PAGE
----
Life is a psychology experiment!
If you’re ever involved in a psychology experiment, remember, whatever you are told is the point of the experiment- isn’t the point of the experiment. Every psychology experiment involves an element of misdirection. The experiment is designed to get you focused on something irrelevant so that your natural, or default, behavior can be observed.
The kicker is, anything, anything at all, that you participate in with other people is potentially a psychological experiment. Especially and literally true online, where you are almost certainly being tracked in some way unless you are taking unusual measures. And guess what? Taking unusual measures gets noticed too.
So what can you do with this knowledge?
You could choose not to participate- but that’s still a choice. Refusing to participate puts you in a bin just like choosing the red or blue pill. But you should realize that this isn’t new. We have been doing this to ourselves informally and without rigor for, well, ever.
A more useful choice might be to always be aware, to be mindful, of the minds outside our own who observe us. The watchers. Whether the watcher is your significant other or the NSA, be aware that there is an intelligent actor behind the curtain. A person with wants, thoughts, and assumptions not our own.
Consider what that person observes.
They can only ever see what we take action on. The (let’s assume) rich internal life in your mind is not visible to them. They see only what you act on. That which you do is you. Your desire is what you do and what you ask for.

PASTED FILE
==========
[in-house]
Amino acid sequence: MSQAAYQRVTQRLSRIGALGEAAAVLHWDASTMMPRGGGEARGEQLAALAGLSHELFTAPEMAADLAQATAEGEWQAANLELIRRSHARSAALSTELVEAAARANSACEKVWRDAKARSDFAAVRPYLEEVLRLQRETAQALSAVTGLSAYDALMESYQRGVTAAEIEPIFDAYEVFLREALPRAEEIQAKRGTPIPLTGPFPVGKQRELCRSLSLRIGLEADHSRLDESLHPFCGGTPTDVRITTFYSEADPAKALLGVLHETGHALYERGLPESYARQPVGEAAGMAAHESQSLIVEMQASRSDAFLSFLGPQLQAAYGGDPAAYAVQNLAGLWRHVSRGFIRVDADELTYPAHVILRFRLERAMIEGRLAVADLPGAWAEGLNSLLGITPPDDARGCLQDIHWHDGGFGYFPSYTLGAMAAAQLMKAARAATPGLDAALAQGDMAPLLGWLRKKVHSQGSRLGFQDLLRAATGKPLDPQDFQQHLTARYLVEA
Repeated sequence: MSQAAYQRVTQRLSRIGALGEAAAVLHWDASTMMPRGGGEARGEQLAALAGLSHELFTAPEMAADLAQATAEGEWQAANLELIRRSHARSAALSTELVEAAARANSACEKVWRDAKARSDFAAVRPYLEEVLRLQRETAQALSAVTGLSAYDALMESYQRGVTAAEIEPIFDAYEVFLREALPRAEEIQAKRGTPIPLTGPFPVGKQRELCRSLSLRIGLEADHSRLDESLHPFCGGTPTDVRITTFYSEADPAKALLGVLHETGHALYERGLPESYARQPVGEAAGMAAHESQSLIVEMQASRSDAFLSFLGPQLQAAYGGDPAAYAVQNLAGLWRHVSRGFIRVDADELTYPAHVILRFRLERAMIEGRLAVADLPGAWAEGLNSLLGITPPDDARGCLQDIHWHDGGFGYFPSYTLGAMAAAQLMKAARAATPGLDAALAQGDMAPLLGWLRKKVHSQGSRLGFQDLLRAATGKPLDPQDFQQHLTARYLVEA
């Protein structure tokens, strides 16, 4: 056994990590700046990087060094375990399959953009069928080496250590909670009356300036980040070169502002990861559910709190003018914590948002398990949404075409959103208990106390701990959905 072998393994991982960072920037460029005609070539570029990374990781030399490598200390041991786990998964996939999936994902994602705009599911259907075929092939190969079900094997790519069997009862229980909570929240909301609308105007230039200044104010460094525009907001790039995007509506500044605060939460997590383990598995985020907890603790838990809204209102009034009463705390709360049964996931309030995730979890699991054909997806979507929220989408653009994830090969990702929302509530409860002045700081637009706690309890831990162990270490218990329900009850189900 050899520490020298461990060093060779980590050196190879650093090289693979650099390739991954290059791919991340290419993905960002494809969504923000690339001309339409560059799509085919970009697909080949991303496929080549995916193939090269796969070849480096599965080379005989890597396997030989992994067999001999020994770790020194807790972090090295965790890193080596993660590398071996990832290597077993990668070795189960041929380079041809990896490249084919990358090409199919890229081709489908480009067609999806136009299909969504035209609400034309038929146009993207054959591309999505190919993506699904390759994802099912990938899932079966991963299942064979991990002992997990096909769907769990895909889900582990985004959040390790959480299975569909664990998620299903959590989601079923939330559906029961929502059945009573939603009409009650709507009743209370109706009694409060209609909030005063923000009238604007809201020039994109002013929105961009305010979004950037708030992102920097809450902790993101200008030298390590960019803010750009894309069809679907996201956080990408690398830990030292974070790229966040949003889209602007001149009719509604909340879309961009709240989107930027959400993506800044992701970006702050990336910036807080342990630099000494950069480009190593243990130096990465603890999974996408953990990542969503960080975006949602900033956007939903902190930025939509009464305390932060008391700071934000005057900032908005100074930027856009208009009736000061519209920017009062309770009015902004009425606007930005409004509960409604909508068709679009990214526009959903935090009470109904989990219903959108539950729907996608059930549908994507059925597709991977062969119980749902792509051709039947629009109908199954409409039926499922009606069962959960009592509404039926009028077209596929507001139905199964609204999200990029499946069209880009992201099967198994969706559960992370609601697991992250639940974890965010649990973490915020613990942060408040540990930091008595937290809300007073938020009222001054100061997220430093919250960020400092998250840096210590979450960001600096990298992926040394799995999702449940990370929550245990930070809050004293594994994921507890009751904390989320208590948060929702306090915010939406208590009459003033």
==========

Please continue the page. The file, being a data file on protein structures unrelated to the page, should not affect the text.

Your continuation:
We all have a narrative, a story, in our minds of who we are, and who other people are. This is a useful, but fallible, shortcut that helps us make sense of the world. That fallibility becomes a problem when the stories we tell ourselves don’t match reality, or when what other people see us doing doesn’t match up with our inner narrative.
One of the most remarkable things humans can do is share the narrative. We tell stories. Sometimes those stories are useful and instructive.
“This is how you drive a car…”
Sometimes they are collective memory, connective tissue of families and communities.
“You remember of your grandfather who was in the army…”
But sometimes they become dangerous, destructive and unhealthy generalizations.
“You’re too fat to ever…”
“Asians are all the same…”
“Republicans are just dumb…”
The stories we repeat are added to the narrative of who we are. So perhaps you should think about what face you are showing the observers. Is the “you” the observers see matching up with the “you” in your mind? Is it who you want them to see? Is it the “real you”? If it isn’t the real you, why isn’t it?
The good news is, if your inner narrative isn’t matching what other people see, you can change the story. It takes time, and most of all, it takes action. You have to decide to change and act on it.